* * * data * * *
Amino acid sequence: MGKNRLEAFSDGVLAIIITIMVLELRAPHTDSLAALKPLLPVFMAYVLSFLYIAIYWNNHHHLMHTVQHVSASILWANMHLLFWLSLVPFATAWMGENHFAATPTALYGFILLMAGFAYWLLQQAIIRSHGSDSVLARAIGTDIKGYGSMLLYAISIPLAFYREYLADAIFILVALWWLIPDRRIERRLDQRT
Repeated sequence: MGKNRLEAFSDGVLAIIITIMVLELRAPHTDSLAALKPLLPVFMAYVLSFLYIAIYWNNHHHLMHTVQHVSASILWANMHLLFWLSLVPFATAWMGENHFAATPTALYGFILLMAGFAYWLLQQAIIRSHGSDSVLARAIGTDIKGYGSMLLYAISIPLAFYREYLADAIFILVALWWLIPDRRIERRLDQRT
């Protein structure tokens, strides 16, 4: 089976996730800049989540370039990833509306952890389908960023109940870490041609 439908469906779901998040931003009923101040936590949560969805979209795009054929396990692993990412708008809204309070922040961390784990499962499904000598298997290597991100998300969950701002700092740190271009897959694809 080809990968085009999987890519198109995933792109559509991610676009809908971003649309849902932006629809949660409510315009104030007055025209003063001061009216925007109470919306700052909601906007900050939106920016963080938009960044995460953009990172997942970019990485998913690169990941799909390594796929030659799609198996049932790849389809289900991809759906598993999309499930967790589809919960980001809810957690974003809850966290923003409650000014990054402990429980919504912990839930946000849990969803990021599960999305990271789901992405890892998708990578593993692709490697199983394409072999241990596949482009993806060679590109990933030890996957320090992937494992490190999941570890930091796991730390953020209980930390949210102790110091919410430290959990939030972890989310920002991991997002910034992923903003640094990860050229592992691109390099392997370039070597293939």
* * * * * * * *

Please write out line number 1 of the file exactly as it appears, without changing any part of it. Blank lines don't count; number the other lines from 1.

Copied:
Amino acid sequence: MGKNRLEAFSDGVLAIIITIMVLELRAPHTDSLAALKPLLPVFMAYVLSFLYIAIYWNNHHHLMHTVQHVSASILWANMHLLFWLSLVPFATAWMGENHFAATPTALYGFILLMAGFAYWLLQQAIIRSHGSDSVLARAIGTDIKGYGSMLLYAISIPLAFYREYLADAIFILVALWWLIPDRRIERRLDQRT